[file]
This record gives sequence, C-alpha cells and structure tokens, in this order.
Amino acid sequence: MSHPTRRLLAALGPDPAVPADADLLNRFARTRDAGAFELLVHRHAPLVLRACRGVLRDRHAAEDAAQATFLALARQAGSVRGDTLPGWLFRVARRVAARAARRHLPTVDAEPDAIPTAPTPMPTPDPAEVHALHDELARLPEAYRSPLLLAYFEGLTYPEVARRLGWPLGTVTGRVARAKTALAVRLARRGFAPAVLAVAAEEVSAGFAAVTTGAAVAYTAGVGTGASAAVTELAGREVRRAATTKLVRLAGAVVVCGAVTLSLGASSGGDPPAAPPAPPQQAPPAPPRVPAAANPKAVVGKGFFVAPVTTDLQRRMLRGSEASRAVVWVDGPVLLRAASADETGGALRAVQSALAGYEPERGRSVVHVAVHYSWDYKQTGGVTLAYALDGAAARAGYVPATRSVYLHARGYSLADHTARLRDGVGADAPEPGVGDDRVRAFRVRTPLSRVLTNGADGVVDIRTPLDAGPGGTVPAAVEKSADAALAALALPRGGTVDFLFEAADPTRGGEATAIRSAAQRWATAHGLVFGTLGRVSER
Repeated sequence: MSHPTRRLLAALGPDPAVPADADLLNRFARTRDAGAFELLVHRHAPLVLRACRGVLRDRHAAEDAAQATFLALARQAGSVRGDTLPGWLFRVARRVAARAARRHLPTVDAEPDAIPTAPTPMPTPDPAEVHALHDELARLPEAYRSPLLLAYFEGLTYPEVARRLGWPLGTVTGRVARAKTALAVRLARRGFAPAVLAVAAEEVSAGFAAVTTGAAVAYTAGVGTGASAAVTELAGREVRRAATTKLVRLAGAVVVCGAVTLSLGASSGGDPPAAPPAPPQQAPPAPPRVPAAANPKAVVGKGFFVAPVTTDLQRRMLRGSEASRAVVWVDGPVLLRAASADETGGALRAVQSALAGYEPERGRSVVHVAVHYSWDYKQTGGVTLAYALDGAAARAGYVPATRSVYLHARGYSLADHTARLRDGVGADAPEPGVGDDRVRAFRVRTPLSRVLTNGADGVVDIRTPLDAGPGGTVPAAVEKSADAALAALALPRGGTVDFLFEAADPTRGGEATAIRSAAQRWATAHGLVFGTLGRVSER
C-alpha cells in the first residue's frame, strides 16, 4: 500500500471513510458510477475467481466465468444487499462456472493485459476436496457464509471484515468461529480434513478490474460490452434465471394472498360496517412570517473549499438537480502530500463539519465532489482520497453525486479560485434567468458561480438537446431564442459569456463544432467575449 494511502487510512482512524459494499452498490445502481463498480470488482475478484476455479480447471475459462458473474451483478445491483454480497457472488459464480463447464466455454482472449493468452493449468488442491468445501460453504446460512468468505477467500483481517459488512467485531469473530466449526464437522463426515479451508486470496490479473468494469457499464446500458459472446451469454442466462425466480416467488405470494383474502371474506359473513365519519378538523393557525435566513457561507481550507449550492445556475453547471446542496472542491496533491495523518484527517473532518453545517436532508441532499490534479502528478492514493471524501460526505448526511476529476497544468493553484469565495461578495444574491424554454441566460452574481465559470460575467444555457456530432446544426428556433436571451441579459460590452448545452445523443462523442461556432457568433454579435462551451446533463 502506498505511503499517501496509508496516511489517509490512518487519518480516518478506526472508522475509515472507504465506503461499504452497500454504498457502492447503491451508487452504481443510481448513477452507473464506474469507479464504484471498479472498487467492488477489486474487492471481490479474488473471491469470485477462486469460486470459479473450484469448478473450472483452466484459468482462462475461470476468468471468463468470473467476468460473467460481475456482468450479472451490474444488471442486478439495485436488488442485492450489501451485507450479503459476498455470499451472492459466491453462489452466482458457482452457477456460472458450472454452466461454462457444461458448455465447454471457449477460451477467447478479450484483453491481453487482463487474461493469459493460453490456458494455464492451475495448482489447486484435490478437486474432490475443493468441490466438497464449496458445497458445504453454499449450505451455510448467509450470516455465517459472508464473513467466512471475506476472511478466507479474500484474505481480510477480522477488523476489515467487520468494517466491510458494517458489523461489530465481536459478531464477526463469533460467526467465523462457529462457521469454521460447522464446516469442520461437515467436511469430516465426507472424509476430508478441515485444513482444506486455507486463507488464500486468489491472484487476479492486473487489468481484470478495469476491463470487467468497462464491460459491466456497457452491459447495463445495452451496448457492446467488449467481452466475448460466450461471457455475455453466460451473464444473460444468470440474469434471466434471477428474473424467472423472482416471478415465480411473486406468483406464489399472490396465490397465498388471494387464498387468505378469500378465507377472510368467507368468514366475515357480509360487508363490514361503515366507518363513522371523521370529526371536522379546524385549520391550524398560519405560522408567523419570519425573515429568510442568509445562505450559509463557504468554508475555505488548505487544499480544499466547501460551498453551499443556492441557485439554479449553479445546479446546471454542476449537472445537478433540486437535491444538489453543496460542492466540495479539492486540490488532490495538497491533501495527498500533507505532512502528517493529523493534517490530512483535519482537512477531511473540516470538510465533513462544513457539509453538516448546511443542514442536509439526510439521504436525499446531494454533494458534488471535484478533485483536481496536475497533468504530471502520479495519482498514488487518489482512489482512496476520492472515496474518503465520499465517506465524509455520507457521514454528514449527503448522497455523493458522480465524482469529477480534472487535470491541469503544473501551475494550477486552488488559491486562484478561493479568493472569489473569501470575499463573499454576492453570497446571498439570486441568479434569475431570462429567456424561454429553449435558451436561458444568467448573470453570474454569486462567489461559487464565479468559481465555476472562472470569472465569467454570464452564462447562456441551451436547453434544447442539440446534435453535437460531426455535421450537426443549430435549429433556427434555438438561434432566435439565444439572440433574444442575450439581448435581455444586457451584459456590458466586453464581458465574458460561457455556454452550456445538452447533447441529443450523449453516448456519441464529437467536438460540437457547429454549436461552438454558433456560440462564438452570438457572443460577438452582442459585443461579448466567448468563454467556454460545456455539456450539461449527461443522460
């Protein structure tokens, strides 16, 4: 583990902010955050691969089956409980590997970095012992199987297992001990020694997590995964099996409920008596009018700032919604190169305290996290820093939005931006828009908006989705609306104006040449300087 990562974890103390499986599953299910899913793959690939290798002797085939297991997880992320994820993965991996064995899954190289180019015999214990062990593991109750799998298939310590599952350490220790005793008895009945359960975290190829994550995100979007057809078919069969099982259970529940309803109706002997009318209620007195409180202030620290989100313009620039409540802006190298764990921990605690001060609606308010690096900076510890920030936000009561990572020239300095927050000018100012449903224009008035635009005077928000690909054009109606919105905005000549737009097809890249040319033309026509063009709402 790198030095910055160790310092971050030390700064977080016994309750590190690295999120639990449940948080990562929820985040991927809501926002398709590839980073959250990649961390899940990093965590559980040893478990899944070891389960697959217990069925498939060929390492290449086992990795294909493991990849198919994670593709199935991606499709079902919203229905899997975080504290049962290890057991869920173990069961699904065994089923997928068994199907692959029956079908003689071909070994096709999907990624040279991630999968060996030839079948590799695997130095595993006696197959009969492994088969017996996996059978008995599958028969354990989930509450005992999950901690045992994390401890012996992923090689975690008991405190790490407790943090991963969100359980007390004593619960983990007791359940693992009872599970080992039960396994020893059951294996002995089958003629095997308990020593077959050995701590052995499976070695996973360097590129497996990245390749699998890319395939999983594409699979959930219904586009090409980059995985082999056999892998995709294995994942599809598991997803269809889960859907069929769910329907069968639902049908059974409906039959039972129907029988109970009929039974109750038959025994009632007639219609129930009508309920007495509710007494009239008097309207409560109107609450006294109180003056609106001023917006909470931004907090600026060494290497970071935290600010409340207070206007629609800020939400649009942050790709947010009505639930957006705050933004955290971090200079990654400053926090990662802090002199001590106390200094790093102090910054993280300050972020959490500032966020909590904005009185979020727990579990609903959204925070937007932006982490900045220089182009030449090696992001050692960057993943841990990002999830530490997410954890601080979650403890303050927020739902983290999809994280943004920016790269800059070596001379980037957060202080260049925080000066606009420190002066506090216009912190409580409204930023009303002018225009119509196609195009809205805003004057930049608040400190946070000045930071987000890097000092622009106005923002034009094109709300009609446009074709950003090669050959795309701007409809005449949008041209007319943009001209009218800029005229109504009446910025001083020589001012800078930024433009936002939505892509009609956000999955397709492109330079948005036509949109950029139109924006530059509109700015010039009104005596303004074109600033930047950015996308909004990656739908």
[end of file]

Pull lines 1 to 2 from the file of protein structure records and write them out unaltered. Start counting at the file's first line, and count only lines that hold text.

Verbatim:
This record gives sequence, C-alpha cells and structure tokens, in this order.
Amino acid sequence: MSHPTRRLLAALGPDPAVPADADLLNRFARTRDAGAFELLVHRHAPLVLRACRGVLRDRHAAEDAAQATFLALARQAGSVRGDTLPGWLFRVARRVAARAARRHLPTVDAEPDAIPTAPTPMPTPDPAEVHALHDELARLPEAYRSPLLLAYFEGLTYPEVARRLGWPLGTVTGRVARAKTALAVRLARRGFAPAVLAVAAEEVSAGFAAVTTGAAVAYTAGVGTGASAAVTELAGREVRRAATTKLVRLAGAVVVCGAVTLSLGASSGGDPPAAPPAPPQQAPPAPPRVPAAANPKAVVGKGFFVAPVTTDLQRRMLRGSEASRAVVWVDGPVLLRAASADETGGALRAVQSALAGYEPERGRSVVHVAVHYSWDYKQTGGVTLAYALDGAAARAGYVPATRSVYLHARGYSLADHTARLRDGVGADAPEPGVGDDRVRAFRVRTPLSRVLTNGADGVVDIRTPLDAGPGGTVPAAVEKSADAALAALALPRGGTVDFLFEAADPTRGGEATAIRSAAQRWATAHGLVFGTLGRVSER